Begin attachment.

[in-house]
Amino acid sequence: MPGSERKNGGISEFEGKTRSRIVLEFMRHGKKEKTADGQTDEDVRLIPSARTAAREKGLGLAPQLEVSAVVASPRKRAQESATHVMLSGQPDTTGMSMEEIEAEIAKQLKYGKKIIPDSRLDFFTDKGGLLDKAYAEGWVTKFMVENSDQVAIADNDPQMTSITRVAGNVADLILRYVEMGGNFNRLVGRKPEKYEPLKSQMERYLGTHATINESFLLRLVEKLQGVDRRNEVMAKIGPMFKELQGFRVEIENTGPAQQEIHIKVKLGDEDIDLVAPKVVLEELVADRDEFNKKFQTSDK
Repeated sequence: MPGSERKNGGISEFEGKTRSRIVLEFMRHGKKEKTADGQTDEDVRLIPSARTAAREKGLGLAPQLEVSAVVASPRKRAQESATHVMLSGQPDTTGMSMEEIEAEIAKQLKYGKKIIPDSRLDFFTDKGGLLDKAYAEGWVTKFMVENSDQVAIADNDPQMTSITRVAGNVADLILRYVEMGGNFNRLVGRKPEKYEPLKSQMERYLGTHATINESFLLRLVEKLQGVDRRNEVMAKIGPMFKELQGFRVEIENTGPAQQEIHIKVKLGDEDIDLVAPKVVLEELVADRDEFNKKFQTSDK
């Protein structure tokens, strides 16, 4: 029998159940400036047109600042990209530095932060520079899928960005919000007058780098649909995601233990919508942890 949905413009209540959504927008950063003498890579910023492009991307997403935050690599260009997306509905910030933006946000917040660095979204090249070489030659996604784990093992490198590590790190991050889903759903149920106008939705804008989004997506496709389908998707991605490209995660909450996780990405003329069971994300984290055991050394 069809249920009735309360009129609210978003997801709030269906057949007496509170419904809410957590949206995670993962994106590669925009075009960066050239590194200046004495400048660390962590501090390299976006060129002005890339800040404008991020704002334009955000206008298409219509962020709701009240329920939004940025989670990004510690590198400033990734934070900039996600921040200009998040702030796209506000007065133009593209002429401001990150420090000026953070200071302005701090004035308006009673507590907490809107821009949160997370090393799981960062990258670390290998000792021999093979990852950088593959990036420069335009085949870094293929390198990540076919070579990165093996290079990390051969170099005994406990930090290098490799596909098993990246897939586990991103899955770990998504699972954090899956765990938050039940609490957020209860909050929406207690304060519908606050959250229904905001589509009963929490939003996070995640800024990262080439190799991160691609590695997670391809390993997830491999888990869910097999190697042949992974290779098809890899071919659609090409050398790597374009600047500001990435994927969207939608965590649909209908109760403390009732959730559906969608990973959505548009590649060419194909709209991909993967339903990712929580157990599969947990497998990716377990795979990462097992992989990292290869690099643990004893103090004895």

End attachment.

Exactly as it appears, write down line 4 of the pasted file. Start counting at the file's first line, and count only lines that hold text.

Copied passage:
């Protein structure tokens, strides 16, 4: 029998159940400036047109600042990209530095932060520079899928960005919000007058780098649909995601233990919508942890 949905413009209540959504927008950063003498890579910023492009991307997403935050690599260009997306509905910030933006946000917040660095979204090249070489030659996604784990093992490198590590790190991050889903759903149920106008939705804008989004997506496709389908998707991605490209995660909450996780990405003329069971994300984290055991050394 069809249920009735309360009129609210978003997801709030269906057949007496509170419904809410957590949206995670993962994106590669925009075009960066050239590194200046004495400048660390962590501090390299976006060129002005890339800040404008991020704002334009955000206008298409219509962020709701009240329920939004940025989670990004510690590198400033990734934070900039996600921040200009998040702030796209506000007065133009593209002429401001990150420090000026953070200071302005701090004035308006009673507590907490809107821009949160997370090393799981960062990258670390290998000792021999093979990852950088593959990036420069335009085949870094293929390198990540076919070579990165093996290079990390051969170099005994406990930090290098490799596909098993990246897939586990991103899955770990998504699972954090899956765990938050039940609490957020209860909050929406207690304060519908606050959250229904905001589509009963929490939003996070995640800024990262080439190799991160691609590695997670391809390993997830491999888990869910097999190697042949992974290779098809890899071919659609090409050398790597374009600047500001990435994927969207939608965590649909209908109760403390009732959730559906969608990973959505548009590649060419194909709209991909993967339903990712929580157990599969947990497998990716377990795979990462097992992989990292290869690099643990004893103090004895």